I think maybe gasoline companies get more money out of you without getting a lot of grudging customers out of it by charging tenths of cents because added up, that's a lot of extra money spent that wasn't even part of the thought process probably when the person pulled into the station seeing the price. Also, when you go to a fancy restaurant, you expect to be charged a lot for your meal, and therefore if the same food was served at a normal place, it might cost $11.05, but with the standard whole number fare, the classy place might just round up and call it "15". Maybe I don't really have a reason I can swear by for this, but that is my best guess.

-Kate Vanderlip

Anonymous said...

One reason why gas companies might charge that extra tenth of a cent onto their prices is in order to increase people's willingness to pay subtly. If gas prices increase overnight by a few cents, I seriously doubt that it will deter enough people to affect the amount of profits gas companies receive. If they subtly increase the price over weeks at a time people tend not to notice as much and they still need to buy gas. People have to go to work and go out and enjoy themselves. If gas companies can maximize their profits without decreasing the demand for their gas, they will raise prices and keep that extra tenth of a cent.

Anonymous said...

this was Chris Templin who just posted

Anonymous said...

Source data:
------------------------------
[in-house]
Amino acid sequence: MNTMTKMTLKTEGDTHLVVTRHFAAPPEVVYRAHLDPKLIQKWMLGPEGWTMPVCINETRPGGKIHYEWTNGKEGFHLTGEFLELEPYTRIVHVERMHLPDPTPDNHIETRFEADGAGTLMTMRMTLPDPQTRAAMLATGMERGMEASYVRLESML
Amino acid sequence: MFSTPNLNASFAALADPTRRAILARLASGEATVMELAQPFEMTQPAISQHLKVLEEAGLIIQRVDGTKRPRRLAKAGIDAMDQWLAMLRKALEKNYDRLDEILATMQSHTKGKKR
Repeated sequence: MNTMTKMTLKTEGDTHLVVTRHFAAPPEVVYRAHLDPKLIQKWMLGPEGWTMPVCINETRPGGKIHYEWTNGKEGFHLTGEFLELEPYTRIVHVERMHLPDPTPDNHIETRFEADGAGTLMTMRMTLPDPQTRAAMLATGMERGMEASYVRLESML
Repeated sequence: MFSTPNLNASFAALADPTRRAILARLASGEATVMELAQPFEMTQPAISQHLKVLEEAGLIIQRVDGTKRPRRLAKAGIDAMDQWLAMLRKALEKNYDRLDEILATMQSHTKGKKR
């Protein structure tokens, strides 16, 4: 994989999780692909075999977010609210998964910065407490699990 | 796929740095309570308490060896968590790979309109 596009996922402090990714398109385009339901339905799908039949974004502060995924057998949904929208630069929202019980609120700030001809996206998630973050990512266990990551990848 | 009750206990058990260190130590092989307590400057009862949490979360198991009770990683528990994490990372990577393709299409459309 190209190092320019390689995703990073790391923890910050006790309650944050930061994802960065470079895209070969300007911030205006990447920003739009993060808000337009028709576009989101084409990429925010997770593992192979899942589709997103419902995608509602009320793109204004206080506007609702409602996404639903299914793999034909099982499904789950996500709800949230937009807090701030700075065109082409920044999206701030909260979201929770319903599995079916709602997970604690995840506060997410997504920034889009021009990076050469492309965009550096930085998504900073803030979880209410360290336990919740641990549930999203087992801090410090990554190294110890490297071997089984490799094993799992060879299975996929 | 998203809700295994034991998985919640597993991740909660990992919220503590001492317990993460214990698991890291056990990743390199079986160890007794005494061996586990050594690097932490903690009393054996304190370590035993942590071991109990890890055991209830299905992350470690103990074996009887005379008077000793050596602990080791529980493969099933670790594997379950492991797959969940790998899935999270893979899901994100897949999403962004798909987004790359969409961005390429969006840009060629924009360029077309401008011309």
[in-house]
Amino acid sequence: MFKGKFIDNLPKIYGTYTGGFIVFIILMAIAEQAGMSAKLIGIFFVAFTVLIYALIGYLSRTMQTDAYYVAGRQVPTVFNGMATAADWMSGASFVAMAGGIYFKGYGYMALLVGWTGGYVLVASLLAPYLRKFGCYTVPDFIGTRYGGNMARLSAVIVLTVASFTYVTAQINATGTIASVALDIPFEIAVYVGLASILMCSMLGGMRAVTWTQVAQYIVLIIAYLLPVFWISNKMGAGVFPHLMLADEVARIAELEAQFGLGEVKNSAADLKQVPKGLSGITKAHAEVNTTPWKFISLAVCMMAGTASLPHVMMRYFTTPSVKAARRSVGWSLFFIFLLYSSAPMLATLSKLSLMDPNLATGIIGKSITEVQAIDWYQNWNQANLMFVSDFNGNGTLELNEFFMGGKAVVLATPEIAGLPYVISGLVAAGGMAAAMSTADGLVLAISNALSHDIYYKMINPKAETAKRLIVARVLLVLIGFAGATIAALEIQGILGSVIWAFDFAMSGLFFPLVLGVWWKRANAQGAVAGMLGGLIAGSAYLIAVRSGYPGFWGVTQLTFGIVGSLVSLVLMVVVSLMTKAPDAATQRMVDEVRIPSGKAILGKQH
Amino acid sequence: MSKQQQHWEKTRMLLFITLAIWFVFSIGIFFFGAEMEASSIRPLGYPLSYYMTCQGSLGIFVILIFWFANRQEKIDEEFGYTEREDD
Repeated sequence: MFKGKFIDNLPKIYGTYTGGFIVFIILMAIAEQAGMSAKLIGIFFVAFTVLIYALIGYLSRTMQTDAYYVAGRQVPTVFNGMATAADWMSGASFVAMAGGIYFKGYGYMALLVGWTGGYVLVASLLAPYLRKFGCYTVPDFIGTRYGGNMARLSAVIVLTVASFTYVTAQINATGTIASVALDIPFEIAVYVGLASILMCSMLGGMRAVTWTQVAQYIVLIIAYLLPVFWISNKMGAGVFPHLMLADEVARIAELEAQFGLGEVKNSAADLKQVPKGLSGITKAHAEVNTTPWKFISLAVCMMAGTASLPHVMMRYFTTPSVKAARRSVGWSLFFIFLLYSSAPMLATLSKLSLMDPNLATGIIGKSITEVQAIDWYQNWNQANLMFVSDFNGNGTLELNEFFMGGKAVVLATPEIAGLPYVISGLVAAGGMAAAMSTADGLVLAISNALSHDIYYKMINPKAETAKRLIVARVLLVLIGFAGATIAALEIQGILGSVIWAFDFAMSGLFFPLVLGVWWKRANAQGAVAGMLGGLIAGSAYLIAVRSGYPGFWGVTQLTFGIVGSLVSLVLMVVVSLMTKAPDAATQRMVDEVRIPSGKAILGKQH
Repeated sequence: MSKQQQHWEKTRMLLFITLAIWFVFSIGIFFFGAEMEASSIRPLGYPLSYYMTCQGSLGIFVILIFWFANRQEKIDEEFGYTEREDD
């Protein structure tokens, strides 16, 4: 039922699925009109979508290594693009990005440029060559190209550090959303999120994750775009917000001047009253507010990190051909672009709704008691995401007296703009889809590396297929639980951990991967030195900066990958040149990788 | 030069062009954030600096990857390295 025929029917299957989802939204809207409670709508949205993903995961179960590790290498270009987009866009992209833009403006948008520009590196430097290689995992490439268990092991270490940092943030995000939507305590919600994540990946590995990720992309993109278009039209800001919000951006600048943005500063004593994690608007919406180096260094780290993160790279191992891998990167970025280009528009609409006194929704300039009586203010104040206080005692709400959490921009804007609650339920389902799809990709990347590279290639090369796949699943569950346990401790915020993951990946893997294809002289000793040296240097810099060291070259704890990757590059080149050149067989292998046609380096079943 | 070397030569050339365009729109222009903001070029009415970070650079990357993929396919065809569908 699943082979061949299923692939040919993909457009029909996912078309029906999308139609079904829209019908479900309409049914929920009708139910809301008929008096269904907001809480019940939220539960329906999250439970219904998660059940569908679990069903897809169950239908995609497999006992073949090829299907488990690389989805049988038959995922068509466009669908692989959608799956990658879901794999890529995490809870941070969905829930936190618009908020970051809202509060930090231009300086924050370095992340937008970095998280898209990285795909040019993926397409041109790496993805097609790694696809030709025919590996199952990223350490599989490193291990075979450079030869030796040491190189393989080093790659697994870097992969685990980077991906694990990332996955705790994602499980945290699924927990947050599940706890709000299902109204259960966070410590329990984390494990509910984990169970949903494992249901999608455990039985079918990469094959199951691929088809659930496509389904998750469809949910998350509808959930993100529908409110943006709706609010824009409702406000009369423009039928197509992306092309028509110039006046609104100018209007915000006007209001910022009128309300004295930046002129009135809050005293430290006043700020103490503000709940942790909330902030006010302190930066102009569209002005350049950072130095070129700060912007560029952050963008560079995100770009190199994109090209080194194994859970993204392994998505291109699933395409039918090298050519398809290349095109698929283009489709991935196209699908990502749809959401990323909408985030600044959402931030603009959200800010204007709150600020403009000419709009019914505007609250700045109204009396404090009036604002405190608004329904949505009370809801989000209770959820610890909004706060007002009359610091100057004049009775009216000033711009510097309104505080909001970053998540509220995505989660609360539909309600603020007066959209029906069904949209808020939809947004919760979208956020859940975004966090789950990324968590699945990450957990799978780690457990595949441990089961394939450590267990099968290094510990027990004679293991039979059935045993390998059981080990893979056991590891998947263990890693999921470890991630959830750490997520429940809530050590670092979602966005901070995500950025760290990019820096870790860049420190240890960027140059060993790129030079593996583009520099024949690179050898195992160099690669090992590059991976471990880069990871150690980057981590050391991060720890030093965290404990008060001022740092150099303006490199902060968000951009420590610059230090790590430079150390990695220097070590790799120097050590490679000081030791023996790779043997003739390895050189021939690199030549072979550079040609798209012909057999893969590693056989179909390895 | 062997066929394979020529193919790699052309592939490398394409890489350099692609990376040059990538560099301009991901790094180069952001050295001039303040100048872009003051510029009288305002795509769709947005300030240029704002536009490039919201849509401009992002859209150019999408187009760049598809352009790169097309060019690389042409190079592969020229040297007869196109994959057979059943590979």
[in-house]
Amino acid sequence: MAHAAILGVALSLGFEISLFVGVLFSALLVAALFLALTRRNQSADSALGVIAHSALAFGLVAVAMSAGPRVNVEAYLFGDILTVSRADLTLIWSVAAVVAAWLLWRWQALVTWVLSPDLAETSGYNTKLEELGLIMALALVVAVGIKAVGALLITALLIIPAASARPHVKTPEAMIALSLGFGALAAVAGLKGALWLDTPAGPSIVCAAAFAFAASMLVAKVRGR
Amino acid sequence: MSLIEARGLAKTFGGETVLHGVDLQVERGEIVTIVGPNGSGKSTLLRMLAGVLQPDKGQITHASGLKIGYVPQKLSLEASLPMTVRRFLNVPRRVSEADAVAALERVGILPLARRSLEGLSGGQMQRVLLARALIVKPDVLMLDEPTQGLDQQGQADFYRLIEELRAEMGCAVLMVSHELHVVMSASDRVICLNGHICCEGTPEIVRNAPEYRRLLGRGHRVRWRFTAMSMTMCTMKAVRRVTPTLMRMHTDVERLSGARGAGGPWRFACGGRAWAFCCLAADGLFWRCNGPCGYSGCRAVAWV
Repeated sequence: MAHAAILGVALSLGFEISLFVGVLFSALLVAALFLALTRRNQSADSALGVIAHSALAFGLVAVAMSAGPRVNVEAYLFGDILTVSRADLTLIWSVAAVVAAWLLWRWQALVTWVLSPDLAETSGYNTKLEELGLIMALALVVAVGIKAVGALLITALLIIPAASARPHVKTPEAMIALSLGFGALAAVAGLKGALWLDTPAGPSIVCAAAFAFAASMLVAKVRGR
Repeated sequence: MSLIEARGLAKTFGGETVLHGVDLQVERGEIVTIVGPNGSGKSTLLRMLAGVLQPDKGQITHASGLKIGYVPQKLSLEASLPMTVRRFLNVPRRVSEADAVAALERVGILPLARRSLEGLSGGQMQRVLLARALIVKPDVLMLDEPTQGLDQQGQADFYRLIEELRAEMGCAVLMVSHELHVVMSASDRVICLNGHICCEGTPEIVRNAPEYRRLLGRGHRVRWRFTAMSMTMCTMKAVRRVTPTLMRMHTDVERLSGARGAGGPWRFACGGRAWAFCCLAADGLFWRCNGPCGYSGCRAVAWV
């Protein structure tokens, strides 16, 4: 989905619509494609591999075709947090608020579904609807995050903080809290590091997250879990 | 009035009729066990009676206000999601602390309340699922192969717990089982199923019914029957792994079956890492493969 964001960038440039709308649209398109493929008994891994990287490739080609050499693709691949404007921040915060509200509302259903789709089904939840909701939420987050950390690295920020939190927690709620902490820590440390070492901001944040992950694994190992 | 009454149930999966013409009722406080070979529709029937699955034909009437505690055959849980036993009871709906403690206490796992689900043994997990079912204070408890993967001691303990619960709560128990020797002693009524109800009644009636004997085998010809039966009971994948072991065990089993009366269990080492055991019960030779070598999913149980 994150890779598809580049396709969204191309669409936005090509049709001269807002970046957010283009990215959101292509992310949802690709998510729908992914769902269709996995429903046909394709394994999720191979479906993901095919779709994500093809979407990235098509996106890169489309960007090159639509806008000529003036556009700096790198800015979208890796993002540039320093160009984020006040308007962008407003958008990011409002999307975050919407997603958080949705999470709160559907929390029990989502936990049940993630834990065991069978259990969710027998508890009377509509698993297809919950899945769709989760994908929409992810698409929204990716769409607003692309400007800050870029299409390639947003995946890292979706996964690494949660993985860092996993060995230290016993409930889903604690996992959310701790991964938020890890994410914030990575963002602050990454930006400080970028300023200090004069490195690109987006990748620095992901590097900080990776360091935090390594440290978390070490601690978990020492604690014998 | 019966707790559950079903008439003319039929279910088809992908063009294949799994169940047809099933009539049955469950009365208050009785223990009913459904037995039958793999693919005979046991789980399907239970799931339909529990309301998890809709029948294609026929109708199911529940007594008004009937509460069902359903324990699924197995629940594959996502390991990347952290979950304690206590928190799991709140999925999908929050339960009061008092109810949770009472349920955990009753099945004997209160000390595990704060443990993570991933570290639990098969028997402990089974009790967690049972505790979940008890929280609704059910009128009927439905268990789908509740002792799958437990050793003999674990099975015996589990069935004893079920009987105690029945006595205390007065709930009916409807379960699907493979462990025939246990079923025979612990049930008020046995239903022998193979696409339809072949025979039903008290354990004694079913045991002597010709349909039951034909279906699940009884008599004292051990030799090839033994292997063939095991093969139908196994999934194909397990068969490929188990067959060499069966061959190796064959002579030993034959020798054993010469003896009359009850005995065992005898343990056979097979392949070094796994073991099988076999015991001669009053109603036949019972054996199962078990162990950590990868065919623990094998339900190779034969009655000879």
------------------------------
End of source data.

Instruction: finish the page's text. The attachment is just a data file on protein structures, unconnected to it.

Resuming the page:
As hard as it is for me to believe, I cant find any other reason to why companies would put $.99 instead of a whole dollar. The only reason that comes to mind is the fact that consumers normally do not think twice of putting in that extra 99 cents into a purchase, yet while at the same time looking at a whole dollar does seem to make a significant difference. I think this works because most of the payments we recieve: paychecks, allowances, etc are given to us in a whole dollar amount. We are not thinking of a dollar being .99 cents plus a penny but rather a dollar is on a totally different level. Companies such as iTunes use this trick to their advantage. Each song is priced at .99 cents. People usually have no problem throwing away coins, yet place that paper in their hand and they will have a harder time letting it go. As a result, iTunes is able to get buyers to get more songs without thinking about the value of a dollar (or close to it at least).

Nick Wellmon

Anonymous said...

i like the idea of charging for an item that after taxation would come up even change. In france when i bought a Mcdonalds hamburger off the "dollar" menu an mazing thing was a dollar well euro not like 1.07..i think thats right. Although france doesn't have sales tax it was still really sweet. This would be a difficult task in America, with all the changing city and county sales taxes.
Looking at the 99 cent thing, i would have to say its just a logical way to for stores to get people to buy more items although less convience. Think if Cokes in the vending machines were 99 cents and you needed exact change..that would be terrible. like wise with chicken biscuits they are 2 dollars for convience. I know that the 99 cents is incovient but stores can get away with it because it seems less to people. Plus when doing a tax its the same as a dollar so the state and stores both win...we kind get screwed